Keybow 2040 Anyone figure out UTF/Unicode support?

Title pretty much says it all, ran through the adafuit_hid documentation, but apparently only codes from a standard keyboard work, and not any extended codes.

is there a way to force {alt+####} sends?

For reference, the characters I’m aiming for are well outside even high ascii (lots of math related symbols)

any help appreciated

You should head over to GitHub - Neradoc/Circuitpython_Keyboard_Layouts: A repository of keyboard layouts for Circuitpython, for HID keyboards over USB or BLE.. There you will find keyboard-layouts for various languages. More interesting for your case might be the Readme (scroll down), that describes how to use the command-keys (like alt).

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Unfortunately the alternate keyboard layouts are not applicable to my use case (unicode symbols, vs language pages) as I’m unaware of any keyboard mappings that would contain more than a few. AFAICT flipping language pages would also require a reset for the OS to pick up the new language reference.
I’m sure it will help someone needing native language support, but doesn’t appear to be doable for arbitrary unicode.

I did find the section in the Adafruit_CircuitPython_HID repository you mentioned on control codes, (which I initially misread as only allowing single characters), It’s… clunky to say the least, requiring a lot of manual lookups, and a I’ll have to write a much more complex handler for it, so I’m reserving that option for later if no one else chimes in with other options.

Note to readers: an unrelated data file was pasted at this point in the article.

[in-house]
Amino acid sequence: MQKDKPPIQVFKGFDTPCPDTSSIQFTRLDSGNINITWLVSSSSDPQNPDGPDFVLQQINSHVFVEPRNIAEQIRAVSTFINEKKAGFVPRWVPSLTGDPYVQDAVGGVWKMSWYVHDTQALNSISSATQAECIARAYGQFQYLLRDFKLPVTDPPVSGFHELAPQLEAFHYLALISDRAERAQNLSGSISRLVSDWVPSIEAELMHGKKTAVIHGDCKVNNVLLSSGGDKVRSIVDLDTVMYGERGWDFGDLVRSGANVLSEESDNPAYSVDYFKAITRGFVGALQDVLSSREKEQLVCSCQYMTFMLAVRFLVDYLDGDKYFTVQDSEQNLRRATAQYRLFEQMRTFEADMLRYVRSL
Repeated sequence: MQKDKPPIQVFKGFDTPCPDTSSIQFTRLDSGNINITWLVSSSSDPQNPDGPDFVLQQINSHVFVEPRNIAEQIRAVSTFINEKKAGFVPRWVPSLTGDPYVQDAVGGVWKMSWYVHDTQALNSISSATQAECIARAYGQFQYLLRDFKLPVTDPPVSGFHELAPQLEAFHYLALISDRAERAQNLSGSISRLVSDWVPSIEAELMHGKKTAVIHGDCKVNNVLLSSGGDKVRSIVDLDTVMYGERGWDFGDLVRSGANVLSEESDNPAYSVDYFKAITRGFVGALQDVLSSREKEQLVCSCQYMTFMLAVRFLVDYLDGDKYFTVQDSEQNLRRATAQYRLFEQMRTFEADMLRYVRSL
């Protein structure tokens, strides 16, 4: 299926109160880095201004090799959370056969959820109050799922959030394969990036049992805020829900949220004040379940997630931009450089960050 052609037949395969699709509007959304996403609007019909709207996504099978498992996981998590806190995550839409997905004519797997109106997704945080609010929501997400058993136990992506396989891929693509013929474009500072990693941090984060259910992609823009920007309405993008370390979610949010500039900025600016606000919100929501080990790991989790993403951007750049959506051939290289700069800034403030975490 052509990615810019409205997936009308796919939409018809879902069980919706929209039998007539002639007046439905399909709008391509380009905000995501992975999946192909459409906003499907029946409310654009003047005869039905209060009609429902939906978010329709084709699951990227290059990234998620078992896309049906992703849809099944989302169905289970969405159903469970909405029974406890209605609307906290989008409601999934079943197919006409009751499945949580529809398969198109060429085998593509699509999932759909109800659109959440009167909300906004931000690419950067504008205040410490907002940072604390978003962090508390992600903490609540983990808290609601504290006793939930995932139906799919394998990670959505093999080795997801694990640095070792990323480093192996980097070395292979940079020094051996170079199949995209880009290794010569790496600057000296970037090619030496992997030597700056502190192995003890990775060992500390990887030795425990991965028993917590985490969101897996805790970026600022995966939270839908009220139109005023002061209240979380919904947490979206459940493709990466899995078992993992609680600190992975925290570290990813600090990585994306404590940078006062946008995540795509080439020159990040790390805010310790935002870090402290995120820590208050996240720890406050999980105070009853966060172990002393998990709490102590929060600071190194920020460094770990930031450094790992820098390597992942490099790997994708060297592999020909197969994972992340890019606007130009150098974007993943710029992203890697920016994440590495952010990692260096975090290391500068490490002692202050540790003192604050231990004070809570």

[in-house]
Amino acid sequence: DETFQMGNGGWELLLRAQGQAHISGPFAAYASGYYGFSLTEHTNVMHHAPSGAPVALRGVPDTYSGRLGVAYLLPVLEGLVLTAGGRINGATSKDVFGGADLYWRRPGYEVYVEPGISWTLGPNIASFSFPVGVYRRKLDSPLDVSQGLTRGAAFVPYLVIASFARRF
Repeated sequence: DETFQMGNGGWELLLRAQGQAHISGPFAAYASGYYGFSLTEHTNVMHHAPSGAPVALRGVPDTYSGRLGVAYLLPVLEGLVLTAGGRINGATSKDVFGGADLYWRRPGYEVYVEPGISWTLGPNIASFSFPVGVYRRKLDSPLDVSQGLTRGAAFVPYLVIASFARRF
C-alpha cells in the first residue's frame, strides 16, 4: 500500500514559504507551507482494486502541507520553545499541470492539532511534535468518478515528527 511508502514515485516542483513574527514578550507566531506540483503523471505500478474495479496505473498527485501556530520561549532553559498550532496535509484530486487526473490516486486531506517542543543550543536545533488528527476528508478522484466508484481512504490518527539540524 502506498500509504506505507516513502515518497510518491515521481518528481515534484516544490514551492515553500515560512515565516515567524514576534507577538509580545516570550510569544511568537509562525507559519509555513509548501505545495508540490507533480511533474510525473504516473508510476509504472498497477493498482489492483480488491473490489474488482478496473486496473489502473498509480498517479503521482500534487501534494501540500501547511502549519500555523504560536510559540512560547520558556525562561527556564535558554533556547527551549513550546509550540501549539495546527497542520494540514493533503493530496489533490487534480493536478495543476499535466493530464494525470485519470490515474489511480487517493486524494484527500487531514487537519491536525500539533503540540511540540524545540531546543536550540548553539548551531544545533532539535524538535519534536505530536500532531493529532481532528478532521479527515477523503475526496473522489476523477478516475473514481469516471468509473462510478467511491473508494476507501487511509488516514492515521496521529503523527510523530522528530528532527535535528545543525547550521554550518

As a follow up question,
Are you (or anyone reading) aware of a method that would let me programmatically write to the clipboard from the keybow, then trigger a paste? seems a longshot for an HID device but no harm asking. At first I thought that’s what adafruit library did with the write function, but in reality it just references the language layout then spits out the keycodes in rapid sequence… and chokes on anything unrecognized.

As HID is just a keyboard, it can do anything that a normal keyboard can do. On Windows for example, if your keyboard-input is within a PowerShell, you can type and use PowerShell functions for that. On Linux, you would use xsel. I think Mac has something named pbcopy/pbpaste. These are all just commands, and your keybow has to type them in.

I don’t quite get that. You asked for sending alt+####, so this line should do it:

kbd.press(Keycode.ALT, Keycode.ONE, Keycode.TWO,Keycode.THREE,Keycode.FOUR)

This will send ALT+1234

Also requires a release for all those as well… and I’m not sure you can send multiple characters (as opposed to modifiers) in a single call like that, but I’d have to double check… but that wasn’t what I meant by more complex handler.

Your example handles a single unicode character, I’m currently doing 8 (soon to be more) pages/layers of 15 macros (120 effective buttons), and not all of those are single characters. so I’m going to need to either parse each character in each button entry of each page/layer, with a lookup, or write a more complex container for each button. and of course each of those unicode characters has to be looked up and written out in the correct format.

enabling windows unicode hex entry, I think I can get away with this slightly less clunky construct

keyboard.press(  Keycode.ALT, Keycode.KEYPAD_PLUS )
layout.write( "221D" )
keyboard.release_all()

and if so, I’ll probably take a combination approach, parsing each button entry element depending on whether it’s array or text and, encode each button entry as something like